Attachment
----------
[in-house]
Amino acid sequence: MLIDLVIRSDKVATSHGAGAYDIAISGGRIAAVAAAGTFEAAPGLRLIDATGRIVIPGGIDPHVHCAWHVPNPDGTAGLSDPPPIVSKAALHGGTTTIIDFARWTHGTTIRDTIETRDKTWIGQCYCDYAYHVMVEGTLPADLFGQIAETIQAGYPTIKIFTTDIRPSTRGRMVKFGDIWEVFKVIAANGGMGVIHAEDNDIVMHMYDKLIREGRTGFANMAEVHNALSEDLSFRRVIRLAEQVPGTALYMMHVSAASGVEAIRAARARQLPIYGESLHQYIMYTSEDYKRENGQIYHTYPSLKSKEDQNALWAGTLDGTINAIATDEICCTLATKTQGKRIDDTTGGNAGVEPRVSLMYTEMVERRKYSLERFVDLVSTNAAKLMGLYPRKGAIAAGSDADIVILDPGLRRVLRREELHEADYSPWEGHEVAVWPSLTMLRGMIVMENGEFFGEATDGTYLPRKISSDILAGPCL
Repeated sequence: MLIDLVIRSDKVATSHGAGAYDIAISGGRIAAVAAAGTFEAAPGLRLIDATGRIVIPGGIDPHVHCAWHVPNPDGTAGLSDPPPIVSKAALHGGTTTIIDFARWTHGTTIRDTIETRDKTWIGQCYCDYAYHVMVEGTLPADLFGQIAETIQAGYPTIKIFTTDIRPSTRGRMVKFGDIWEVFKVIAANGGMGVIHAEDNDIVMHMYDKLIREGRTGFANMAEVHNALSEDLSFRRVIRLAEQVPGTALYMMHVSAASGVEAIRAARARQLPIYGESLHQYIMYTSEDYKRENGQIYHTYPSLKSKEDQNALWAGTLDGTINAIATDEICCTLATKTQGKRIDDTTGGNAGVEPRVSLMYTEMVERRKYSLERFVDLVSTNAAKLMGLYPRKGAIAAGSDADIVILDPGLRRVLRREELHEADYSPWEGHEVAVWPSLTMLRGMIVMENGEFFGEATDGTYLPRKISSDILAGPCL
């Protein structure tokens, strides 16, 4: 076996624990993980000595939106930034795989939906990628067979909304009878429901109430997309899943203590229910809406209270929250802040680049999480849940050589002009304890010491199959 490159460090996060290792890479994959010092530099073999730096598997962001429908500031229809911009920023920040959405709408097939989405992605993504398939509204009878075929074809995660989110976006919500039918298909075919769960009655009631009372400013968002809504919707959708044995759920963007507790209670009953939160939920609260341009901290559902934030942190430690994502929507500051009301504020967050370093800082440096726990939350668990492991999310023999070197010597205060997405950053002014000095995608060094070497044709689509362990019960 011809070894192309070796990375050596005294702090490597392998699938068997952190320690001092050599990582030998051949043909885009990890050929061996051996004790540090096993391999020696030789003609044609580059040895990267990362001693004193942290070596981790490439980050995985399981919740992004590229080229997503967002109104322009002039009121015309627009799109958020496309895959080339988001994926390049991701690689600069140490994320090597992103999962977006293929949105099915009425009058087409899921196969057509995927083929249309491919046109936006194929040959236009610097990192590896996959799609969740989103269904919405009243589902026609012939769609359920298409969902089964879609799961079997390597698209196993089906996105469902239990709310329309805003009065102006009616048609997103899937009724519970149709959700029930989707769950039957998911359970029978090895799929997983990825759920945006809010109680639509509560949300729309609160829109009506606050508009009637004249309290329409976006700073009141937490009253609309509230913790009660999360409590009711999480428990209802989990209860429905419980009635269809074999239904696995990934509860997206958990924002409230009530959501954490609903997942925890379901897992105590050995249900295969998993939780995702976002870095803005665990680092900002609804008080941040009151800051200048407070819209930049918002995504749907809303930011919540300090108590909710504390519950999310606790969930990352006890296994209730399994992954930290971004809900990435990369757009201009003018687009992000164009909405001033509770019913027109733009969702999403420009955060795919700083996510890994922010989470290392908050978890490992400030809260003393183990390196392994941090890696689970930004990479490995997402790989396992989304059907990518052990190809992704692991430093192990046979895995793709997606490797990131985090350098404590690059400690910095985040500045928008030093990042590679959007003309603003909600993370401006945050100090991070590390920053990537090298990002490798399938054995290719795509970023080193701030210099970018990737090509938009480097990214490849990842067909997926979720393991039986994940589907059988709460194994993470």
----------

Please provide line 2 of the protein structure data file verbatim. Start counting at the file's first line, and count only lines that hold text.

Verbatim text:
Amino acid sequence: MLIDLVIRSDKVATSHGAGAYDIAISGGRIAAVAAAGTFEAAPGLRLIDATGRIVIPGGIDPHVHCAWHVPNPDGTAGLSDPPPIVSKAALHGGTTTIIDFARWTHGTTIRDTIETRDKTWIGQCYCDYAYHVMVEGTLPADLFGQIAETIQAGYPTIKIFTTDIRPSTRGRMVKFGDIWEVFKVIAANGGMGVIHAEDNDIVMHMYDKLIREGRTGFANMAEVHNALSEDLSFRRVIRLAEQVPGTALYMMHVSAASGVEAIRAARARQLPIYGESLHQYIMYTSEDYKRENGQIYHTYPSLKSKEDQNALWAGTLDGTINAIATDEICCTLATKTQGKRIDDTTGGNAGVEPRVSLMYTEMVERRKYSLERFVDLVSTNAAKLMGLYPRKGAIAAGSDADIVILDPGLRRVLRREELHEADYSPWEGHEVAVWPSLTMLRGMIVMENGEFFGEATDGTYLPRKISSDILAGPCL